Balaam: A Seer in Training

Balaam: A Seer in Training
Man riding donkey by grassy field, scrubby trees, and dry mountains, illustrating a post about Balaam and his donkey

Balaam, star of Parshat Balak (Num 22:2-25:9) . He’s a seer, alright. Just not a great one. He certainly receives messages in dreams, emotions, and images. But he does not know how to interpret them. You might say: he is a gifted seer. But he lacks training.

Balaam Can’t Yet Interpret Dreams

For example, Balaam receives messages from God in his dreams. But he’s not so skilled in dream interpretation. When King Balak tries to hire him to curse the Israelites, Balaam has two dreams. In one dream, God says, “Don’t go on this mission.” In another dream, God says, “Go, but do only what I tell you to do.” At first, they seem inconsistent. So, Balaam could try to put them together. For example, he could ask, “Which part of me isn’t supposed to go?” Or “Which part of me is good at listening? How can I let that part lead?” But he does not ask those questions. Instead, he simply disregards the first dream, and follows the second.

Balaam Can’t Interpret Feelings & Images

The next morning, Balaam saddles his donkey and heads out on the mission. God gets angry. So, an angel of God stations himself on the path to oppose Balaam. The donkey sees the angel standing with a drawn sword in his hand. Wisely, she refuses to move ahead. Balaam gets angry and hits his donkey. So, she speaks directly to him in Hebrew. “Why did you hit me three times?” He replies, “You are mocking me! If I had a sword I would kill you!”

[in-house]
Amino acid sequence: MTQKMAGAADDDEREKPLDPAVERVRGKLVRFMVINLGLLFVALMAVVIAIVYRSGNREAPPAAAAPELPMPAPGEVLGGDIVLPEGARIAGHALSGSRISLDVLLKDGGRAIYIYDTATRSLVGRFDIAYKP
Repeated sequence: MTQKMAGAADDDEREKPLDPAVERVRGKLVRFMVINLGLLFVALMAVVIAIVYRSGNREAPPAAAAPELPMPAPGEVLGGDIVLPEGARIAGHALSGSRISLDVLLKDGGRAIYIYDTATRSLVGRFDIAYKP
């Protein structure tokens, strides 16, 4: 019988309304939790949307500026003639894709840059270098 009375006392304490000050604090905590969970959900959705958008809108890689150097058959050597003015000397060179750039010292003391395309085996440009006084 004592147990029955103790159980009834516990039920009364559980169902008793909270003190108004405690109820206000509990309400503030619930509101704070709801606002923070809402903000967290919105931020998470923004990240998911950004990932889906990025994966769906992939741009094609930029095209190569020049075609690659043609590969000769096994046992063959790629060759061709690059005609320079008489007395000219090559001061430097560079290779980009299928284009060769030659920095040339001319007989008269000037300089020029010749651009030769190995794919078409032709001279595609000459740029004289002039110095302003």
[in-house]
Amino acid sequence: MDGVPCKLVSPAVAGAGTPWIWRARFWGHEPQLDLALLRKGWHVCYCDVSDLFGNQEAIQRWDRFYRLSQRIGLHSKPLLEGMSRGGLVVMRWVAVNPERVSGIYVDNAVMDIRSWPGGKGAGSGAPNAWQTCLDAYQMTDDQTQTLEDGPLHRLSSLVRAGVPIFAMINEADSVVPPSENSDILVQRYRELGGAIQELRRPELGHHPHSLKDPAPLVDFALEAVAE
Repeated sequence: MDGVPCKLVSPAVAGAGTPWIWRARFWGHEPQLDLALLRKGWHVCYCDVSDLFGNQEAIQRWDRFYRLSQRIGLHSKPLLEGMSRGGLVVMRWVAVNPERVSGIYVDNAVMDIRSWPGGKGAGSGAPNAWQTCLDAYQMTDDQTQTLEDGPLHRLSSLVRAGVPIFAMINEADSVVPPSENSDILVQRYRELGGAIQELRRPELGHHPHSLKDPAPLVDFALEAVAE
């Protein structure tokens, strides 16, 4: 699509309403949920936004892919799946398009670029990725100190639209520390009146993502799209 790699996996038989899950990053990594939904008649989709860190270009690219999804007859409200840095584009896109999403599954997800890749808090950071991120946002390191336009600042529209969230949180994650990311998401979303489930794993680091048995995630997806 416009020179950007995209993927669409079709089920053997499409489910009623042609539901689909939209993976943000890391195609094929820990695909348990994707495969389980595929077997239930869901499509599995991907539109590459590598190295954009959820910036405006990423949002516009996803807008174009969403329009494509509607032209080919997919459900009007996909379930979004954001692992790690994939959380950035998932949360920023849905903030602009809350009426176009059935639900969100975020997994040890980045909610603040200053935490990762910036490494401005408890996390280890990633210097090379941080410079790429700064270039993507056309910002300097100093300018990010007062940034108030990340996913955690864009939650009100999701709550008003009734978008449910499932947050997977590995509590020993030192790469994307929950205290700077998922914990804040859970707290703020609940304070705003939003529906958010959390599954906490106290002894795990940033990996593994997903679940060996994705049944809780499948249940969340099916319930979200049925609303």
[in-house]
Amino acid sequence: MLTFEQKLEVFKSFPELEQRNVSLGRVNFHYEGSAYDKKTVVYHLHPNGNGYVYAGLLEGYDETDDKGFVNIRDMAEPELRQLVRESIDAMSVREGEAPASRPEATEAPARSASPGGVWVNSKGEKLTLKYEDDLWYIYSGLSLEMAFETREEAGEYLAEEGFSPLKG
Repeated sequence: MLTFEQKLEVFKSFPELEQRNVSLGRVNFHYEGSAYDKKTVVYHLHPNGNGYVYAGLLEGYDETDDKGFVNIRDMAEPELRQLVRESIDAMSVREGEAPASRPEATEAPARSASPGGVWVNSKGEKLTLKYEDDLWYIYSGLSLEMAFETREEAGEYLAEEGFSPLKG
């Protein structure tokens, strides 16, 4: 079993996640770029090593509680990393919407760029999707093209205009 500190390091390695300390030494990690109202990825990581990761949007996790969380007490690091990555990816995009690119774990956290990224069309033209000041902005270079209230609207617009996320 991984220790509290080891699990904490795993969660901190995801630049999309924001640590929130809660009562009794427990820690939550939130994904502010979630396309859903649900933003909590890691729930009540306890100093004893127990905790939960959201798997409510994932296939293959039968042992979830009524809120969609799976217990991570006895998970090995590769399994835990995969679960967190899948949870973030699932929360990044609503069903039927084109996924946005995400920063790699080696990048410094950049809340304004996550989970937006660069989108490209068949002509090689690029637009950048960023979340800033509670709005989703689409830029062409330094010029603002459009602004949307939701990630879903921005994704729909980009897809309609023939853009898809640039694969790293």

Pay attention, reader, to the details of the storytelling. Things are happening in the God-field around Balaam. There’s some emotion: God is angry. And there’s some visual imagery: an angel holds a sword. Balaam feels the emotion, and imagines the sword. But he does not interpret the experiences correctly—or at all. For example, he could ask, “What does this angry feeling tell me about my mission?” Or “I imagine myself with a sword; what is God trying to tell me?” But he does not ask those questions. Instead, he simply falls into the feelings and the images.

Fortunately, Balaam’s donkey replies with great calm. “Have I ever put you in danger?” she asks. “No,” he admits, and separates himself from the angry feelings and images. Then, his inner eyes begin to open. He sees the angel and its sword. He confesses to a lack of insight. And he asks for clear, explicit guidance.

Spiritual Perception is a Skill

Balaam has talent, for sure. But talent isn’t the same as skill. Maybe he hasn’t yet put in his 10,000 hours of spiritual practice. He’s got lots of listening, focusing, and reflecting to do before he gets there.

Maybe Balaam never got the training Jeremiah got (Jer. 1). God knows Jeremiah is talented. So one day, God calls Jeremiah into training. “What do you see, Jeremiah?” Jeremiah describes what’s in front of him—or maybe what’s in his imagination. Then, God shows him how to refocus his gaze, so he can see through ordinary experiences into spiritual reality.

Jeremiah says, “I see an almond (שקד, sha-ked) branch.” God says,”You saw well, because I keep watch (שקד, sho-ked) over what I say, and fulfill it. And what else do you see?” “A boiling pot, facing away from the north,” says Jeremiah. “Yes!” says God, “Disaster will boil over from the north.”